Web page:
Fix This

Were you aware that rape in the third degree isn’t a crime in Washington if it’s done to a married partner? I was not. I had just assumed that by 2013, someone would have fixed that. Fortunately, Roger Goodman is offering a bill this session to make spousal rape a crime in all circumstances.

Washington is one a handful of states where marriage remains an absolute defense against allegations of some forms of rape and sexual assault, and lawmakers considered a proposal Tuesday that would change that.

House Bill 1108 would remove the spousal exemption from both rape in the third degree – in which no physical force is used – and from taking indecent liberties.

“There is no such thing as legitimate rape,” said Rep. Roger Goodman, D-Kirkland. “We have to get rid of this marital rape exception and catch up with the rest of the country.”

According to the article, he thinks it has a good chance of passage. I hope so, but I don’t see a Senate version (it could be that I missed it, the legislative search isn’t intuitive, at least to me). The Senate has promised no social issues this session, but this is the sort of social issue that the legislature needs to solve, like right fucking now.

So this seems like the sort of bill that public pressure could make sure to push to the governor’s desk. If you want to thank Roger Goodman for sponsoring it, you can here. If you want to find info on the bill, including the other co-sponsors, you can here. If you want to write your legislator, you can find them here. My email to my legislators is below the fold.

I’m writing about House Bill 1108, to make marital rape in the third degree a crime. When I read that it wasn’t a crime in Washington state, I was horrified! This seems like the sort of anachronism that should have been taken care of decades ago. So I’m asking both for your support of it and to help make sure doesn’t get lost in the shuffle of the budget negotiations.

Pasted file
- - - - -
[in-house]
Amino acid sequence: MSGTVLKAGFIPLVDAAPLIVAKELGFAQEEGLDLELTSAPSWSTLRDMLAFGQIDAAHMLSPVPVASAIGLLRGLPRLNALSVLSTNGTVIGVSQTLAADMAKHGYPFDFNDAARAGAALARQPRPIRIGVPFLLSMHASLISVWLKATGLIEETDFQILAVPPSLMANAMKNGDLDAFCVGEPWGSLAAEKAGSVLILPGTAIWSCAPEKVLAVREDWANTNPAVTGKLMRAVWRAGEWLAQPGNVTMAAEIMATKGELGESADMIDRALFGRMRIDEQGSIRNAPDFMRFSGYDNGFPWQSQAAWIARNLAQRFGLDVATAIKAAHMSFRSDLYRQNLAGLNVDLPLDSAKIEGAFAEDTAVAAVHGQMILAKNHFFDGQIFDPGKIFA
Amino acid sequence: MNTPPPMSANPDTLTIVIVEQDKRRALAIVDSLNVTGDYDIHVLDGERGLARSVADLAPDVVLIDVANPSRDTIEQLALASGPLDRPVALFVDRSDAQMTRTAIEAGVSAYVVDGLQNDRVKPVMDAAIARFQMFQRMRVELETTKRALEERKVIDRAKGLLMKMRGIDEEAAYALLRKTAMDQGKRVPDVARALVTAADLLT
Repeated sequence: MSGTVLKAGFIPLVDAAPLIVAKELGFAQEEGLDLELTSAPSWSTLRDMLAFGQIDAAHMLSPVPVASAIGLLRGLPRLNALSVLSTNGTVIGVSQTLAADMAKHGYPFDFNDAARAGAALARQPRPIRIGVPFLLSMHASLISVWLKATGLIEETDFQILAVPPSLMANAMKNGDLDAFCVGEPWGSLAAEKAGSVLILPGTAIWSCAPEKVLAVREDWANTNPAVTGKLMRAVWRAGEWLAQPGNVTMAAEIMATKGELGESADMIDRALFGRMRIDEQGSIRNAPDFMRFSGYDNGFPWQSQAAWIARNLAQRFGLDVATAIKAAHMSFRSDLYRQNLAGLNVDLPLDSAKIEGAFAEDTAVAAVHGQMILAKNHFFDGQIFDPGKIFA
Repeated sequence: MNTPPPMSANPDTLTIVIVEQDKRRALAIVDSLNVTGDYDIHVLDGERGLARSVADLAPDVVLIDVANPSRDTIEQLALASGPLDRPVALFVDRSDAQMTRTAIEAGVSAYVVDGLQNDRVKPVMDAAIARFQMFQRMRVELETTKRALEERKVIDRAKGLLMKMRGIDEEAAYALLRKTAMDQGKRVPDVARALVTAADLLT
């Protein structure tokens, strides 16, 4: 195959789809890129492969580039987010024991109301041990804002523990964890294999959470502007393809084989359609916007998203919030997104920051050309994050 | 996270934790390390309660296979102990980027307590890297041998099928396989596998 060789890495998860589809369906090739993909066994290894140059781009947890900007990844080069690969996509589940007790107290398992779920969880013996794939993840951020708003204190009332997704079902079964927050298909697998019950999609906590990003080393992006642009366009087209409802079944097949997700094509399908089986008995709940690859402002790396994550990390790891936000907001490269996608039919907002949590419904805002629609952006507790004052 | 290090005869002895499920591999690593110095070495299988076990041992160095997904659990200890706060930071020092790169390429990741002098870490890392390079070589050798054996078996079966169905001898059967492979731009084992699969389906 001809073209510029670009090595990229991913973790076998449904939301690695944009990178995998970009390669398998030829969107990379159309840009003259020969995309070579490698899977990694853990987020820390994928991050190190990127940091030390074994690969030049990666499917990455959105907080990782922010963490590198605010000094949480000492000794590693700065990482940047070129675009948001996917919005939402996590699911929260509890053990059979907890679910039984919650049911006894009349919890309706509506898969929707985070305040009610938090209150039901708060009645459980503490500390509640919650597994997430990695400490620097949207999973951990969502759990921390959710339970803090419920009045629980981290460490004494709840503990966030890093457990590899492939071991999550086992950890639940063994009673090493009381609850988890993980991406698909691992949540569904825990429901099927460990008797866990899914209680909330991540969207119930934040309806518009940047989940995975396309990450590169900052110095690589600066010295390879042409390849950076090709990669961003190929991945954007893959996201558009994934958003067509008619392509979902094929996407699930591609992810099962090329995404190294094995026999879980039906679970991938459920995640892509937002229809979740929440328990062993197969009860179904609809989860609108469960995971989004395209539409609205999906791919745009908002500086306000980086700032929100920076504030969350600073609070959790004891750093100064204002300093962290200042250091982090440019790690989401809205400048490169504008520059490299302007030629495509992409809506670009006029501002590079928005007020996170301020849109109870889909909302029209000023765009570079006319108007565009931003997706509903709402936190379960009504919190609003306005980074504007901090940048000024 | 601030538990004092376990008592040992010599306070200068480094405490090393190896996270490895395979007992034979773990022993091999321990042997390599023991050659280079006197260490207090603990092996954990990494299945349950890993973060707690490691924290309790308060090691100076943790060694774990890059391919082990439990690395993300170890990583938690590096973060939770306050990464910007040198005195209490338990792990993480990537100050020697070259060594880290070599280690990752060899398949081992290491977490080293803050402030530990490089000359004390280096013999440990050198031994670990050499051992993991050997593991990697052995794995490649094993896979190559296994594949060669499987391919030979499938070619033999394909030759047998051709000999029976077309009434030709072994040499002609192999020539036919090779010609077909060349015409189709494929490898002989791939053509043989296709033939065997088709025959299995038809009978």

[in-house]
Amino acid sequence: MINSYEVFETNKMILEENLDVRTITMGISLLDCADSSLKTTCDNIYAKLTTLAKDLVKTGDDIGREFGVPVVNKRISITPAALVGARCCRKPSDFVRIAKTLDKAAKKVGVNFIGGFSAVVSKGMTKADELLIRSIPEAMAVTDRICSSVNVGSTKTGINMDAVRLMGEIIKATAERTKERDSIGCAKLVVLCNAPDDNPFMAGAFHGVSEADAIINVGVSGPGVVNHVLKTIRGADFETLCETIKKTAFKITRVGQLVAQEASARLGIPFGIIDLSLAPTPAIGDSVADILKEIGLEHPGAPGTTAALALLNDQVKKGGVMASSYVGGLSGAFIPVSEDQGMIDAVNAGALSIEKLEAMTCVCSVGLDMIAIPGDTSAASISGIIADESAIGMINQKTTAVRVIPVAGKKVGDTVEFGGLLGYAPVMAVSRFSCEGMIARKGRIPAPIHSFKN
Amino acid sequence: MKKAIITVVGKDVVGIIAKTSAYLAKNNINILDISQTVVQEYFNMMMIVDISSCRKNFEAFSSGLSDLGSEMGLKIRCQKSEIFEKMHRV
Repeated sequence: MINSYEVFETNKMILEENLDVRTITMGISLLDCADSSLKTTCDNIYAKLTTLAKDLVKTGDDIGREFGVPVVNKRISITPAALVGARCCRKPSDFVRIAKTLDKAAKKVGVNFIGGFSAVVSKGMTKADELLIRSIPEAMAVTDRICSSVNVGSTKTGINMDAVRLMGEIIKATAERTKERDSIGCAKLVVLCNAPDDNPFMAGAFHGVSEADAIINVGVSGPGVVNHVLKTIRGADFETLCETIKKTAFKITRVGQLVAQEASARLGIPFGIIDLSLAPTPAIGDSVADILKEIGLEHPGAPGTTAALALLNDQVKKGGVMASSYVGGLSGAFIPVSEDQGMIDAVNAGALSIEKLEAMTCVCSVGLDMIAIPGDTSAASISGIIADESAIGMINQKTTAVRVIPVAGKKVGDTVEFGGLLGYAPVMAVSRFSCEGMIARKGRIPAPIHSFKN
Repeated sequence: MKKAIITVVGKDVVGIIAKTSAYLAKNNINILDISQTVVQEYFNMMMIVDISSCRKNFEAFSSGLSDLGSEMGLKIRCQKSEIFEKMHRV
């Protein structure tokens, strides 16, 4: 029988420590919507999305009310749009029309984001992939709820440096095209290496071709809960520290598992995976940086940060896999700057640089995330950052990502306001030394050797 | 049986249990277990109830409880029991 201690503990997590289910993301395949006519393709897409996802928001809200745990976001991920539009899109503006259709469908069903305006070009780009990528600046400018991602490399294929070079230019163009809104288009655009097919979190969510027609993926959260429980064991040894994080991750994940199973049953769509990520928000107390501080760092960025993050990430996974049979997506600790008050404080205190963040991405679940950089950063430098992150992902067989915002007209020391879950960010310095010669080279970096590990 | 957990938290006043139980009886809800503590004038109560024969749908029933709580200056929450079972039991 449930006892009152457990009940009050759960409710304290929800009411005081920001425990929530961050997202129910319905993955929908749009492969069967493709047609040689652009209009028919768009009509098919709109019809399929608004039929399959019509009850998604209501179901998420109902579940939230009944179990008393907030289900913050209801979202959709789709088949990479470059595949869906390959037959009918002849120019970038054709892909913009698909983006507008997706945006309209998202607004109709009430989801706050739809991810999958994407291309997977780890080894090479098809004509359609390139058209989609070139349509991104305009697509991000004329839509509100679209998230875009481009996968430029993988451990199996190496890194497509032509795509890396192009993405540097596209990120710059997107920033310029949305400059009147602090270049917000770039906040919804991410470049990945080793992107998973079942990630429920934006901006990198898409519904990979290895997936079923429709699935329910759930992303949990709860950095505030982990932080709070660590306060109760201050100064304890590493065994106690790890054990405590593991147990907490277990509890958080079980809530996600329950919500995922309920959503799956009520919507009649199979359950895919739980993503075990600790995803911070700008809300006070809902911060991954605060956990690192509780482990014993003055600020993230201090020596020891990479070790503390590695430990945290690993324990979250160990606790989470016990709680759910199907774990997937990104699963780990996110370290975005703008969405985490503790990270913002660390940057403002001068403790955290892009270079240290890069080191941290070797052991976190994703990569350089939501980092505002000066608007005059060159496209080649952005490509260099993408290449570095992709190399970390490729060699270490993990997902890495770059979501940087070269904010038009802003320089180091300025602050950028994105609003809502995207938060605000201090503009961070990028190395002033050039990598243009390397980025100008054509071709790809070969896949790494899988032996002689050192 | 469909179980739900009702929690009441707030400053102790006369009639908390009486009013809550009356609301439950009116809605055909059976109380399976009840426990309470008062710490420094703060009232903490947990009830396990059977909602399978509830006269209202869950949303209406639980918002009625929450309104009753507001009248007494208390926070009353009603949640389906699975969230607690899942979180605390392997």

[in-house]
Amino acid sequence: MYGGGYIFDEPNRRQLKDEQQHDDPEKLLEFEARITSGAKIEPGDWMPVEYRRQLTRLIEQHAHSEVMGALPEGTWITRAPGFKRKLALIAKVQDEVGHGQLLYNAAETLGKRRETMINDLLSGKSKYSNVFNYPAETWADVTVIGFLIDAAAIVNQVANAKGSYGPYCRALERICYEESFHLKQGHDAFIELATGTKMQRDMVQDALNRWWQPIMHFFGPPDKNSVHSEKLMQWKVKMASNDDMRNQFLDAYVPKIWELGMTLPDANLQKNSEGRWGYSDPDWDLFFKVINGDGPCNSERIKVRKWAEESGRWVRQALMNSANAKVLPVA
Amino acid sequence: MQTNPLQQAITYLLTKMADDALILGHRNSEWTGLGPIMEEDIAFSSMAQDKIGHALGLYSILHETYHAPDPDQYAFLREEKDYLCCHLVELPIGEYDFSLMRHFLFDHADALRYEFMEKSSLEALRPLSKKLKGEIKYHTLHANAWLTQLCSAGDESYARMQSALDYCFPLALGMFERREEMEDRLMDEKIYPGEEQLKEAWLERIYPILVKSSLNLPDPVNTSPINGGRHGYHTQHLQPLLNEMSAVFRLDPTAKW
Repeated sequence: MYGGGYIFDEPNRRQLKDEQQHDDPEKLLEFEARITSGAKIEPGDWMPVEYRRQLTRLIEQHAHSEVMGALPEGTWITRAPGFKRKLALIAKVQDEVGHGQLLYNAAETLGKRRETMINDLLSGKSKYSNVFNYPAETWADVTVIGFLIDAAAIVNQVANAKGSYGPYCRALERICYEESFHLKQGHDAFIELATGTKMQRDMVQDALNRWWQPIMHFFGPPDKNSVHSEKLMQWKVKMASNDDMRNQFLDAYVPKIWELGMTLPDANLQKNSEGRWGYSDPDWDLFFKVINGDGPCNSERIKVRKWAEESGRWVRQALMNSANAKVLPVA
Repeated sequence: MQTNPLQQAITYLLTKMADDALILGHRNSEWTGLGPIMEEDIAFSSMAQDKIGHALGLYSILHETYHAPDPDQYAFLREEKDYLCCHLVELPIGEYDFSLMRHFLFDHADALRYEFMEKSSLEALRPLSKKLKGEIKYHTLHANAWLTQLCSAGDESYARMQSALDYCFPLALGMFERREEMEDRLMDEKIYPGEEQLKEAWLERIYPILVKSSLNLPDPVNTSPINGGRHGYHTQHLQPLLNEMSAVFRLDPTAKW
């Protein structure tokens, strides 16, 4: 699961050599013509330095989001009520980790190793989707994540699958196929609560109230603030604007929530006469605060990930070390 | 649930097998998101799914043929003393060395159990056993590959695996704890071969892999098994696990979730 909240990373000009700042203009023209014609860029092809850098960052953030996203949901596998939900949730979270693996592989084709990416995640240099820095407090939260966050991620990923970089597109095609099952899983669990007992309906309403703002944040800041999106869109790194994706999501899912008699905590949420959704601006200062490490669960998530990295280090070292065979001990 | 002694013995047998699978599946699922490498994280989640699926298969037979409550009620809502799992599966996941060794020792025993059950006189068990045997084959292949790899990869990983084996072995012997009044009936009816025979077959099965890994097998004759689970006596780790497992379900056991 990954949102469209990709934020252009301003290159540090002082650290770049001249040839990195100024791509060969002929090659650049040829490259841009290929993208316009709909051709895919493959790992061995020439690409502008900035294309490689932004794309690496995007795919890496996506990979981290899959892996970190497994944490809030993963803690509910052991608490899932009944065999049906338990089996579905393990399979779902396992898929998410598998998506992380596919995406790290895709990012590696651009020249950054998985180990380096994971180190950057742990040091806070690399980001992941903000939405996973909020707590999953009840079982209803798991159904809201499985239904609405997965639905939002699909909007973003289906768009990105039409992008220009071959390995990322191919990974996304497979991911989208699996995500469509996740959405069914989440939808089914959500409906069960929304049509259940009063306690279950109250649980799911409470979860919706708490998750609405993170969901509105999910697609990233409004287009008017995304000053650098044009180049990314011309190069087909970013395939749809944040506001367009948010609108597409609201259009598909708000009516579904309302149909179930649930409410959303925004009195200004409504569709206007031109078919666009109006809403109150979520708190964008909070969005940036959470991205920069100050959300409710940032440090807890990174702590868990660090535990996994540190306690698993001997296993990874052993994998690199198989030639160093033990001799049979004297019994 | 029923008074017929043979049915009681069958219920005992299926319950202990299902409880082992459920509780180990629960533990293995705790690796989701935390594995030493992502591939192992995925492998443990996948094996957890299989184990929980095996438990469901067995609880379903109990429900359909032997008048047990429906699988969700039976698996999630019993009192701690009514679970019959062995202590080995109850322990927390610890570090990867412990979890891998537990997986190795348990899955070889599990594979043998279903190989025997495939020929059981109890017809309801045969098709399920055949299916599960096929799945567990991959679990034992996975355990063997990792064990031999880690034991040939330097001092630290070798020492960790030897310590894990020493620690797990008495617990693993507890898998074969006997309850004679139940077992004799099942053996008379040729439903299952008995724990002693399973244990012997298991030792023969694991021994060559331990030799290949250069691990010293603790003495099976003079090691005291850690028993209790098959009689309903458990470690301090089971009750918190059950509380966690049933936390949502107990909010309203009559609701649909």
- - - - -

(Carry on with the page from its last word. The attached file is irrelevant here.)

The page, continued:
Thank you

Carl Ballard

Comments

  1. 1

    Roger Rabbit spews:

    There was a time when you couldn’t sue your spouse, so if you got in a car accident with your husband or wife, your insurance company wouldn’t pay. This common law rule was intended to prevent fraud — you know, husband/wife colluding against the insurer. Washington courts changed it years ago. The spousal rape immunity does have a reason, likewise grounded in fear of dishonesty: A married couple has sex, then quarrel, then the wife settles scores by accusing her husband of rape. Like many (or all) hidebound legal constructs of the ancien regime, it’s probably time for this one to go, too. Also, one of these days, we should allow women, minorities, and Democrats to vote.

  2. 2

    rhp6033 spews:

    The absence of rape protections for a married woman also goes far back in time to the idea that a woman was the property of her husband. If she didn’t consent, he had the right to take it from her by force, if necessary. The rest, as RR sais, is that it continued out of fear of fraud and questions about how one would be fairly prosecuted in light of the rules prohibiting spouses from testifying against each other.

    Of course, what we are really talking about are cases where the husband and wife are seperated, and the rape occurs when the guy shows up and takes out his frustrations on his wife. It is usually accompanied by other forms of domestic violence.